• Control: In administration, an administrator takes control of the company's affairs, whereas in receivership, a receiver takes control of the company's assets.
  • Process: Administration involves developing a restructuring plan and seeking approval from creditors and the court, while receivership focuses on selling assets to recover debt.
  • Outcomes: Administration aims to preserve jobs and maximize value for all stakeholders, while receivership primarily benefits secured creditors.


Despite their differences, administration and receivership also share some similarities:

  • External Intervention: Both administration and receivership involve external intervention to manage the affairs of a financially distressed company.
  • Legal Processes: Both administration and receivership are legal processes governed by specific legislation and regulations.
  • Protection from Legal Actions: Both administration and receivership provide a level of protection to the company from legal actions by creditors.
  • Professional Expertise: Both administration and receivership require the involvement of professionals, such as administrators and receivers, who possess the necessary expertise to manage the financial affairs of the company.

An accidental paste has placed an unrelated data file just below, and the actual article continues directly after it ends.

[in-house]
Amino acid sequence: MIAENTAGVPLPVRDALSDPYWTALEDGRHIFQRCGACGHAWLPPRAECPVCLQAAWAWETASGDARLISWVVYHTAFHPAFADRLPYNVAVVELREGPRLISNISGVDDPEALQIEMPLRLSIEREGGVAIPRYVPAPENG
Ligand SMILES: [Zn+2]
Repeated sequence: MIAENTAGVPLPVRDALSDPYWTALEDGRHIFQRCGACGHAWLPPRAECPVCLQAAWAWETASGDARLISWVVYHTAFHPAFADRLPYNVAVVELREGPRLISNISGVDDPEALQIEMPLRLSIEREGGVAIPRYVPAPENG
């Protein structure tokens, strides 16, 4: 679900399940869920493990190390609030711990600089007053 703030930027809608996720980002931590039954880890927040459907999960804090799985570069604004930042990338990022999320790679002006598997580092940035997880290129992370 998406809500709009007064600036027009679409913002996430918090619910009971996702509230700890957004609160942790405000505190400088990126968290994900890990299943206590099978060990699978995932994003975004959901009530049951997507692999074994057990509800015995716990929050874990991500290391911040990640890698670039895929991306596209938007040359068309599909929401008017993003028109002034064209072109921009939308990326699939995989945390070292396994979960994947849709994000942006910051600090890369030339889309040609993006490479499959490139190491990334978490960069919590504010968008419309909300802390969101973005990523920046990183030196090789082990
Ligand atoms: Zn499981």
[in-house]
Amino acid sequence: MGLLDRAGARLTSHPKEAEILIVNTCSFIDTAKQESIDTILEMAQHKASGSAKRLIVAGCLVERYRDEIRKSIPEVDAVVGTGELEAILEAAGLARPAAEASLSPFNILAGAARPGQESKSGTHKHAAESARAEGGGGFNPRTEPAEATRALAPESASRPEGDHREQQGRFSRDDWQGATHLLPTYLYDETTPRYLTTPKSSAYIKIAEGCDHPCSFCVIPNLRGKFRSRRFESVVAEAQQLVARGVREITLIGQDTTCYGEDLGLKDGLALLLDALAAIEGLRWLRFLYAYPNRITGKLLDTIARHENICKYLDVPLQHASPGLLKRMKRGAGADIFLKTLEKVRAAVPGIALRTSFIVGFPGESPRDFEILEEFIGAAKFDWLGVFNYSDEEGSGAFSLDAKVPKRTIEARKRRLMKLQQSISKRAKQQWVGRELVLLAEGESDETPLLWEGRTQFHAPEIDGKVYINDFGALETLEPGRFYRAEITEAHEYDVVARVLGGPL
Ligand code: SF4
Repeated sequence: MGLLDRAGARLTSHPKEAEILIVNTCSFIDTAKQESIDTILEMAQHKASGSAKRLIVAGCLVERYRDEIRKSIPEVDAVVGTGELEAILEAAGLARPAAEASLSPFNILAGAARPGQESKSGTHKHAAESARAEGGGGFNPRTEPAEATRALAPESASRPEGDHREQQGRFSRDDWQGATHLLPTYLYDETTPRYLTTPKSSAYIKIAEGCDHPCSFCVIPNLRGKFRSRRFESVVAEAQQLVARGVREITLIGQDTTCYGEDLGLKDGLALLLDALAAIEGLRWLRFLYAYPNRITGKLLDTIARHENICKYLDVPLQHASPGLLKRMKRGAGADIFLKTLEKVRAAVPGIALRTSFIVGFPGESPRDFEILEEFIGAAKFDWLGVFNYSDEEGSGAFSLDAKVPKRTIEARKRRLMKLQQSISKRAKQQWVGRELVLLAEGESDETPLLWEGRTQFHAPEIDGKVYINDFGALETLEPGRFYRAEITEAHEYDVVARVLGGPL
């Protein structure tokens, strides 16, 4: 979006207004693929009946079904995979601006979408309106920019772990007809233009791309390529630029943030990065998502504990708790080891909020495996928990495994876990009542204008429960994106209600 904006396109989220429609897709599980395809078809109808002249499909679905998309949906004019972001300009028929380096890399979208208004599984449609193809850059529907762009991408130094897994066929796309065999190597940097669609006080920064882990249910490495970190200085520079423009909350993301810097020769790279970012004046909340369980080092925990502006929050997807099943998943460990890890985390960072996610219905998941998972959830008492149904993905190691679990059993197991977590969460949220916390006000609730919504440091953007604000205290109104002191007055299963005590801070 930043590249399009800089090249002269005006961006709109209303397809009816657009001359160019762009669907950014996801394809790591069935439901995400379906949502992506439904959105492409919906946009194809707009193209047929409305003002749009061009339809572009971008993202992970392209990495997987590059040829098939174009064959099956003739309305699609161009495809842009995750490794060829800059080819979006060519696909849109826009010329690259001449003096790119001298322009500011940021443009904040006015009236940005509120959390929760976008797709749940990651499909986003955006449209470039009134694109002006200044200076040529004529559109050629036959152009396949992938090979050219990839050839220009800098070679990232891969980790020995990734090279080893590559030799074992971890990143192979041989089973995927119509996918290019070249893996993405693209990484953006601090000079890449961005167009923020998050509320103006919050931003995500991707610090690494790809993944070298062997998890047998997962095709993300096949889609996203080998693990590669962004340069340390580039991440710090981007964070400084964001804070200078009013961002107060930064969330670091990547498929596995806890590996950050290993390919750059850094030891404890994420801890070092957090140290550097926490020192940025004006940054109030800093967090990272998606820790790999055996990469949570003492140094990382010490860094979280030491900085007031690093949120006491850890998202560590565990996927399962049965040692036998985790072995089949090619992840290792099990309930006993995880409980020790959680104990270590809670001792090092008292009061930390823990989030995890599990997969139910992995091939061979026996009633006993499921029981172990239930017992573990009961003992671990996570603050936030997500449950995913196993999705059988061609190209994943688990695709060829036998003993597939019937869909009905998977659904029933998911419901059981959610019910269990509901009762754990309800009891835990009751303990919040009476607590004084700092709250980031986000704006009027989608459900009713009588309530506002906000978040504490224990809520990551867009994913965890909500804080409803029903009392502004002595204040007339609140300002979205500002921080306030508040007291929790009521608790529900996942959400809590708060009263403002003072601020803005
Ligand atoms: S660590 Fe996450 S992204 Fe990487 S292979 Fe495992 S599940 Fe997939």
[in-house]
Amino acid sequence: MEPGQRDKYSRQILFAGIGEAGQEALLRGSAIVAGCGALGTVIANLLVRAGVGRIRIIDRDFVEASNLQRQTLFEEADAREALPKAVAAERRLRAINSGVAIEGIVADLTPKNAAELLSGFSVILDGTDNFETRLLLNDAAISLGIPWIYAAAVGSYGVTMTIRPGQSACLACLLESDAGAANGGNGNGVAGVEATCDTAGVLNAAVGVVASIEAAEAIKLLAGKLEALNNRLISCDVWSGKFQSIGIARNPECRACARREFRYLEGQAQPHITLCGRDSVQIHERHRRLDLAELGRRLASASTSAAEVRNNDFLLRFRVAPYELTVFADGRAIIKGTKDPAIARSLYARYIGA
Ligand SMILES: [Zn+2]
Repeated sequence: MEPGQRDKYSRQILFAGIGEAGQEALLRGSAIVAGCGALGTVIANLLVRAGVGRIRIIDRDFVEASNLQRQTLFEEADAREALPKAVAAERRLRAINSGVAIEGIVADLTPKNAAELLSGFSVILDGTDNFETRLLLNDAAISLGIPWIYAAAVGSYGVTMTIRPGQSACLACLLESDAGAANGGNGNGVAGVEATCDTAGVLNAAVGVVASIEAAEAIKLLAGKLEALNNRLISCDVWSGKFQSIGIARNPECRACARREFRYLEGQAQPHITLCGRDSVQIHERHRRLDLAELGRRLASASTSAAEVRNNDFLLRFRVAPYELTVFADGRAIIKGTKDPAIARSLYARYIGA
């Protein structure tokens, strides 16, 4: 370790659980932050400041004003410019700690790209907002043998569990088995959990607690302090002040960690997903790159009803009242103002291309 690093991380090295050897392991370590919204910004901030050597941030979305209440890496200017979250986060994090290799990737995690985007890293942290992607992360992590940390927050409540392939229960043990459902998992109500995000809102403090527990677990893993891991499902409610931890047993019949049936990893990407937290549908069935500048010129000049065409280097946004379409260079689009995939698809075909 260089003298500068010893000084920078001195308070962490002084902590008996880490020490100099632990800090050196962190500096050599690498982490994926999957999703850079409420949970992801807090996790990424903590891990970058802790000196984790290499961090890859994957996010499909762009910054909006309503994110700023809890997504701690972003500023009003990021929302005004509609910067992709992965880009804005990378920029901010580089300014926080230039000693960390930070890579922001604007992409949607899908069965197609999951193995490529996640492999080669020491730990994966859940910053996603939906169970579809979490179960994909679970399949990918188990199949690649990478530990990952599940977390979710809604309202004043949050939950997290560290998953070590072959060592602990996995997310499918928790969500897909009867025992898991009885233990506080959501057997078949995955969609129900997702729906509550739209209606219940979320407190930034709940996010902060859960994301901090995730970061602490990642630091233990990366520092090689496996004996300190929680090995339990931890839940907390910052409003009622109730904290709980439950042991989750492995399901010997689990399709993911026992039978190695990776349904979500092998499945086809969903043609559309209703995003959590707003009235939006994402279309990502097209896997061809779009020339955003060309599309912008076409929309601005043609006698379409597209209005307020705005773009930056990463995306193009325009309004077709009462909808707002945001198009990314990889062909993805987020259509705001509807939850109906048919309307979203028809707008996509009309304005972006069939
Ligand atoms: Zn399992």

In conclusion, administration and receivership are two distinct mechanisms used to address financial distress and insolvency. While administration focuses on rescuing the company as a going concern and maximizing value for all stakeholders, receivership primarily aims to recover the debt owed to secured creditors. Both processes have their advantages and disadvantages, and the choice between administration and receivership depends on the specific circumstances of the company and the objectives of the stakeholders involved. It is essential for companies facing financial difficulties to seek professional advice to determine the most appropriate course of action and ensure the best possible outcome for all parties involved.